David Bullard wonders if even hardened party loyalists are not beginning to have their doubts
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Oudtshoorn. 26 July 2012. 08h50. Very basic rules apply when it comes to matters of brand loyalty. Assuming the product or service being offered is of acceptable quality it’s simply a matter of maintaining a good relationship with the customer or client. For example, a good friend of mine tells me she wouldn’t dream of moving her account from a certain bank, even if she was offered an account at another bank with reduced banking charges. That’s because she feels her personal banker goes the extra mile for her.
Admittedly she pays for the service but with one phone call she can move money, get a bridging loan, organise foreign currency and pay her bills. No forms to fill in, no bureaucracy….just a friendly voice at the other end of the phone and the job done. The same applies to her favourite hotel and her favourite airline. Both know she travels frequently on business and entertains in the hotel’s restaurants and both treat her as a valued customer.
When she checks in for a flight she is greeted by name and her slightly eccentric requests are met with a “can do” attitude. When she arrives at the front desk of her favourite global hotel group something obviously pops up on the computer to alert them and she is treated like royalty, or that is her perception. What this means is that she is fiercely brand loyal to her bank, her airline and her hotel.
She talks enthusiastically about them to her friends (the best possible advert) and, more importantly, she continues to spend her money with all three. As she says of her bank, it would take a lot more than a 50% reduction in bank charges to risk moving her account to a new bank.
Brand loyalty is just as important with a political party and the ANC has been blessed for the past 18 years because it is seen by many of its supporters as the party of freedom. A fellow passenger once told me at George Airport that he enjoyed my acerbic columns and thought my criticism of the ruling party was fair. But this was the party that had liberated his family from apartheid and he could never imagine voting for anyone else. That is serious brand loyalty.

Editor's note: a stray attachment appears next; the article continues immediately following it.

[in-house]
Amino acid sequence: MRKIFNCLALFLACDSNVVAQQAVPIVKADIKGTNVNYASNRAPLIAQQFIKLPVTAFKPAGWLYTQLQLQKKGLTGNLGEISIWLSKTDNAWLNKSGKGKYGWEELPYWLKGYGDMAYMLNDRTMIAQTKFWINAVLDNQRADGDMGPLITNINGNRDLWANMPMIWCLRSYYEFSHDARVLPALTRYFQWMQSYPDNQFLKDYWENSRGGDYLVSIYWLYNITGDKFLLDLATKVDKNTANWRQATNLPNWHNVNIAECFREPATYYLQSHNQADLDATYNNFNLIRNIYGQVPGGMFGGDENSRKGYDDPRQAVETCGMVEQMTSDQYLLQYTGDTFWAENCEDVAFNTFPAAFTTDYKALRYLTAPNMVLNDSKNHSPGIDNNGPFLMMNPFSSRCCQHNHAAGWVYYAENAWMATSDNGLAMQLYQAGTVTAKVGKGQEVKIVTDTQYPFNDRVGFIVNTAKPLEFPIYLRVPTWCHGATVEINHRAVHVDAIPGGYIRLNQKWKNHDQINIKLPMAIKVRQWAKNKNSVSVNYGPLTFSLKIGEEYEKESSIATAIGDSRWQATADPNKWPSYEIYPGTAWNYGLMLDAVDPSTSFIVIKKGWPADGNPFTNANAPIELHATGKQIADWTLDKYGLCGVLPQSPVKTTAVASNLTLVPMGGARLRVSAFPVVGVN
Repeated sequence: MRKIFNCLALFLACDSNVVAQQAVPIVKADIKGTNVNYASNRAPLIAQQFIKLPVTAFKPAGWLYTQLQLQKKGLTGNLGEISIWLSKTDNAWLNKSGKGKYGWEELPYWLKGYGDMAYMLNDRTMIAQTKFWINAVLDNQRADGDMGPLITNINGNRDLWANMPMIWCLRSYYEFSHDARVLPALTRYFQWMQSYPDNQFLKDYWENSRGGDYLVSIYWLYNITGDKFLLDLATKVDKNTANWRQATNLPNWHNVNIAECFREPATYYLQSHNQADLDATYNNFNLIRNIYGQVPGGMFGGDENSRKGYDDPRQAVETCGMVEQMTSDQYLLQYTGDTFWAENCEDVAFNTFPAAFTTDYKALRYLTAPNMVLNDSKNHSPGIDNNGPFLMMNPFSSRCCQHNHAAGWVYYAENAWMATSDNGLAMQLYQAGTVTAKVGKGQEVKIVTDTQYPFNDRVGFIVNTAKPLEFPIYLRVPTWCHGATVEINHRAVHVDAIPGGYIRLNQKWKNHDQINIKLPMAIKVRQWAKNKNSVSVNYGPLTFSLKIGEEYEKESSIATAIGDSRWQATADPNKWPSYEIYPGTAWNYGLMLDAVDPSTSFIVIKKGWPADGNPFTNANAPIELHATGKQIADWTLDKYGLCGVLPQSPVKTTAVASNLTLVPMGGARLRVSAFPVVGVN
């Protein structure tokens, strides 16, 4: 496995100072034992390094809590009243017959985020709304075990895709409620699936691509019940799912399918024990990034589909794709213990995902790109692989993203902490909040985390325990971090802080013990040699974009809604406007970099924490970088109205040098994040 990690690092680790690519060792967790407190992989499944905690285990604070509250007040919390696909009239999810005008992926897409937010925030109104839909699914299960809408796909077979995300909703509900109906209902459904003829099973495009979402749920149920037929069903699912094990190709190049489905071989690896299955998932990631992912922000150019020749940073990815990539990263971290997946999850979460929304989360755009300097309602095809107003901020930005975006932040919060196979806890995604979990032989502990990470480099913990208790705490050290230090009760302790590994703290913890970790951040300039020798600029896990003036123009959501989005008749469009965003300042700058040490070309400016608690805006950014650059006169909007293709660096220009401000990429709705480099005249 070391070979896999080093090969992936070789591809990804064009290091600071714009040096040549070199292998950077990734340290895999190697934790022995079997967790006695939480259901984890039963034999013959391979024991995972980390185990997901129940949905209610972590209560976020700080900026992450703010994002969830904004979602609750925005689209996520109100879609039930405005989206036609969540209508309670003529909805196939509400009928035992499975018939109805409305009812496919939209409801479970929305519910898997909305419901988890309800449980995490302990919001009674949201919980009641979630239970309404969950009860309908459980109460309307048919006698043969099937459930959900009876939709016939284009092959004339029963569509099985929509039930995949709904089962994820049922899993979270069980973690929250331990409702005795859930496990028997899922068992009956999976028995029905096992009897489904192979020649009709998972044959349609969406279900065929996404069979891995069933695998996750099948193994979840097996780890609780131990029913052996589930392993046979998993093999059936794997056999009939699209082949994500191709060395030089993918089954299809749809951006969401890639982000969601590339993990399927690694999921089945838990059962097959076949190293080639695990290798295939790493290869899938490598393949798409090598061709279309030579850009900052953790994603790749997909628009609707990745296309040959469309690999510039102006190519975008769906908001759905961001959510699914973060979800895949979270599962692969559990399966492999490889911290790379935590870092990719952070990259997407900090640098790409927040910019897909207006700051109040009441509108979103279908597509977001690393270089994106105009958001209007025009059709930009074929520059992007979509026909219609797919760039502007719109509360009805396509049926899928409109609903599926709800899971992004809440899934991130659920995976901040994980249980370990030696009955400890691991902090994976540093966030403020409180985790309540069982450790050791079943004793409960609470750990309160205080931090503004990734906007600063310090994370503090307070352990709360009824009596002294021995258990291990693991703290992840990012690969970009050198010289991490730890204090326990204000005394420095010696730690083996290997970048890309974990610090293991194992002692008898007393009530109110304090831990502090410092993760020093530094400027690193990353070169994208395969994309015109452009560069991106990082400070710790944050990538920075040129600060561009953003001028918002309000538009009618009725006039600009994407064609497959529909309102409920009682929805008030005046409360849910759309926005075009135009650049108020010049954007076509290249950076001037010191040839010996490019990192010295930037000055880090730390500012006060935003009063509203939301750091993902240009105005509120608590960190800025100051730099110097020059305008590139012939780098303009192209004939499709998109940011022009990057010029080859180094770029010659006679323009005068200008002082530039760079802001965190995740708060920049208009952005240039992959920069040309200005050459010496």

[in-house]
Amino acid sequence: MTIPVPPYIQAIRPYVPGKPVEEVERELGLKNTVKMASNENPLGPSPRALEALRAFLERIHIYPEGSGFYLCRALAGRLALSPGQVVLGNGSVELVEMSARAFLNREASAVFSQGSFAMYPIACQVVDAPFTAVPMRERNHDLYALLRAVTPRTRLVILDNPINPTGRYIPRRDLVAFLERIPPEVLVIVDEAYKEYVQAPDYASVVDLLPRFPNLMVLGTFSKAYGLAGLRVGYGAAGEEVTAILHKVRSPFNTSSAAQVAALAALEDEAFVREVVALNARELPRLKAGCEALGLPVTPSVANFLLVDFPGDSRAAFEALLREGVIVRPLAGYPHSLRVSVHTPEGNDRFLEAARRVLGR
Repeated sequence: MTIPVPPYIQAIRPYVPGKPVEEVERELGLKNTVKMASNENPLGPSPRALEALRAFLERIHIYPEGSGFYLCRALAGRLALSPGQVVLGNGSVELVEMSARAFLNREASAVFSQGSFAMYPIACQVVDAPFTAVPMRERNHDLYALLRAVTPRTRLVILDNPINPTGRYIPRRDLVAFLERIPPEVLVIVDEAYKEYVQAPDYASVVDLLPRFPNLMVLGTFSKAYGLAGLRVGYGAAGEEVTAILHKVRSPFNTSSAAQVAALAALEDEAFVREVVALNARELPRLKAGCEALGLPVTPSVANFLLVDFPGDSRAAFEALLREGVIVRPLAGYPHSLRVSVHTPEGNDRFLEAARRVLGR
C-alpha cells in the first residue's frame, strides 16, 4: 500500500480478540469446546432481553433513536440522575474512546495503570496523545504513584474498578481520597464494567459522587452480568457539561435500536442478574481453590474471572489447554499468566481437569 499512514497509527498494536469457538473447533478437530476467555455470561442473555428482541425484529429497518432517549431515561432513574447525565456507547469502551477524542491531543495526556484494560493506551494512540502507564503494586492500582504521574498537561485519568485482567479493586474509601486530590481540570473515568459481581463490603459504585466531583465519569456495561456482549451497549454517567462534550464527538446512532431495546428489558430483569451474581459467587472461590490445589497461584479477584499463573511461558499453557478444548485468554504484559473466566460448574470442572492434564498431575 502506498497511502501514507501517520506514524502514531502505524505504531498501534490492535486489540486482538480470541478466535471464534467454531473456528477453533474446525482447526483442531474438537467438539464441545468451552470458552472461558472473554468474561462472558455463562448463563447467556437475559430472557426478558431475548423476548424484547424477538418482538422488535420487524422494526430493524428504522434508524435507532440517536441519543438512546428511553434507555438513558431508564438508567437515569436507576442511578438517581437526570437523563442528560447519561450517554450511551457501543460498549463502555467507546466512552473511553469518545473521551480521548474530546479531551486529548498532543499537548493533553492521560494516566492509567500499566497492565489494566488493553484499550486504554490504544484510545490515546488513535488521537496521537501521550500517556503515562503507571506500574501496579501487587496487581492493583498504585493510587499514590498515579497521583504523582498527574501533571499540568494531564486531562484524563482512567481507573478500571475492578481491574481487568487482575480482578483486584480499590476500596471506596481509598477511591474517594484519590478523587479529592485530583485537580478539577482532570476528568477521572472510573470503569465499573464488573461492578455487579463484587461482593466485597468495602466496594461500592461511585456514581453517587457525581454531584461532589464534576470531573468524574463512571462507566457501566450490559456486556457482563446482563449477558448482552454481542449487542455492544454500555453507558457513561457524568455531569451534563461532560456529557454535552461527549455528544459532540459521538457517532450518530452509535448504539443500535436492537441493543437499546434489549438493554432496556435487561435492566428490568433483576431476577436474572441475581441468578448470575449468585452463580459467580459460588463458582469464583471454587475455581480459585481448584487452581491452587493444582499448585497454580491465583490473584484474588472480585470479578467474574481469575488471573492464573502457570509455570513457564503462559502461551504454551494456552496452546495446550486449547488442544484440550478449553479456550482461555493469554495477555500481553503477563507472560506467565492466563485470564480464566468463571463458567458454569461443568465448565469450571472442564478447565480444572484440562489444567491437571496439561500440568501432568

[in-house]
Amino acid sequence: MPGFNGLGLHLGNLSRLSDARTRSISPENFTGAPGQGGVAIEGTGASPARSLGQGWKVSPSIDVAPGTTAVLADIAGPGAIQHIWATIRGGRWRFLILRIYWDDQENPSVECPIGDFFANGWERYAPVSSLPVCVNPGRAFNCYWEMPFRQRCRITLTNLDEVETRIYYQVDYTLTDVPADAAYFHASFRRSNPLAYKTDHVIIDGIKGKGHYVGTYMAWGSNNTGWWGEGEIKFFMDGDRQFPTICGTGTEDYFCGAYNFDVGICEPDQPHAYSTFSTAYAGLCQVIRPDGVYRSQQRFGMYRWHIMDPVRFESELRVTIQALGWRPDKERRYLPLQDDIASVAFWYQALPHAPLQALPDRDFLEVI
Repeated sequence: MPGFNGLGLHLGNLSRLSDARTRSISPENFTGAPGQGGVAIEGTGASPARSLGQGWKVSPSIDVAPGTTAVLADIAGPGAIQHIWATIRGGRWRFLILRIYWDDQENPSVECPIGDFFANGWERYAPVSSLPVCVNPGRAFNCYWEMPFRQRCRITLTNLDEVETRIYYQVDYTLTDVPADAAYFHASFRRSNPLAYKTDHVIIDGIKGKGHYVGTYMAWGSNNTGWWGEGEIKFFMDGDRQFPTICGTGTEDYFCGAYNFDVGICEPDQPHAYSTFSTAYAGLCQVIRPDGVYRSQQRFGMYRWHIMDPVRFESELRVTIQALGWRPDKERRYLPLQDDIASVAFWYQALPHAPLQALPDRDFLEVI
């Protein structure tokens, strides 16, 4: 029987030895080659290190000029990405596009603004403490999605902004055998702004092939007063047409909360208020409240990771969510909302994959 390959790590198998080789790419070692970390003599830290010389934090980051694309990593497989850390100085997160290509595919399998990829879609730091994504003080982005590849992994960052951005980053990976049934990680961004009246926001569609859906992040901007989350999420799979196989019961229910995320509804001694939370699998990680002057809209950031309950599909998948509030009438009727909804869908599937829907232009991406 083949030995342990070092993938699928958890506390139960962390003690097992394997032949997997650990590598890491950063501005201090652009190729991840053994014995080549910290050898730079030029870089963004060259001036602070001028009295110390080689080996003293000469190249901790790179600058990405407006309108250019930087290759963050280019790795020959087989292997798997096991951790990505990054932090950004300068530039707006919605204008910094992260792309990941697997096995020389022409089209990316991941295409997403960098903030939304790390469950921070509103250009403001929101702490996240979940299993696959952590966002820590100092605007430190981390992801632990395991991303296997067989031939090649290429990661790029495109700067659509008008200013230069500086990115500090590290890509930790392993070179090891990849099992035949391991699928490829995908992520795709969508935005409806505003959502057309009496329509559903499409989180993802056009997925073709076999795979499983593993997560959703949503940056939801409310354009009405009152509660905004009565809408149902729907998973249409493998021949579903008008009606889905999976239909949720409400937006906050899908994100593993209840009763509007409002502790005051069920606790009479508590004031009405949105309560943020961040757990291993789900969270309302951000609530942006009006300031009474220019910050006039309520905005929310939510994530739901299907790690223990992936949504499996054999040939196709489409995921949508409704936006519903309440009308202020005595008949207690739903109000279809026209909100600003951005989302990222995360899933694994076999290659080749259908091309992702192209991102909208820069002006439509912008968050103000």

But that was a few years ago now and I wonder whether the ANC brand loyalty isn’t beginning to pall. As the famous saying goes, you can fool all of the people some of the time, some of the people all of the time but you can’t fool all of the people all of the time. The reaction among some of the party loyalists I have spoken to with regard to the release of convicted former police commissioner Jackie Selebi on parole for medical reasons has been uniformly cynical.
Shabir Shaik is a walking medical miracle worthy of the New Testament. Like the Lockerbie bomber we were assured he was within a few months of death when he was released very early in his prison sentence on medical parole. Since then he has made a startling recovery thanks to Goji berries. He can now play golf, smoke cigars and swear at journalists……all features of what many would regard as a full and healthy life.
Tony (Sweaty hands) Yengeni, the Maserati driving arms deal fraudster and former ANC whip, was carried aloft from prison by ANC parliamentarians after serving an absurdly small portion of his sentence, reportedly in relative luxury and with special catering arrangements to ensure minimal hardship.
So it should come as no surprise that SA’s very own gross national product, the reptilian Jackie Selebi, should also have been issued with a ‘get out of jail free’ card after such a short time in the clink. Or rather, in the clink hospital.
Those of you with a good memory will remember that Selebi was incredibly cocky throughout his trial. Not only was he our police commissioner, he was also head of Interpol and he clearly imagined he was much too powerful to take a fall. Even during his appeal process he exuded a confidence that suggested he was far too well connected politically to go to prison. It was only when his appeal failed that he very suddenly became seriously ill. On the very day the court handed down its verdict in fact.
So is it any surprise that even party loyalists have begun to wonder if their beloved ANC aren’t taking them for complete idiots? The parade of furrowed browed “experts” trotted out to assure us that Selebi is a terribly sick man remains unconvincing. The ANC’s reputation for telling massive porkies means that virtually everything they say these days has to be taken with a bulldozer full of salt. It may well be that Selebi is genuinely ill but that is no longer relevant because fewer and fewer people trust what the ANC say.
It’s not just the refusal on the part of the ANC to punish loyal cadres for criminal offences that is dragging the brand value of the ANC down. It’s things like the Limpopo text book fiasco and the grotesque claims from our minister for basic education that she should be awarded 8/10 for her efforts despite all evidence to the contrary. Even the most loyal ANC supporter must be wondering how on earth this absurd woman manages to hang on to her job.
Earlier this week President Zuma was interviewed on Talk Radio 702 by the straight talking Redi Thlabi. It was a dismal performance for a man seeking re-election as President. As I commented on Twitter, based on this interview you wouldn’t trust the man to run a spaza shop, let alone a country. And I suspect a growing number of ANC supporters are also beginning to get that message. The next election may well be the last in which the ANC can rely on their brand value as a liberation party.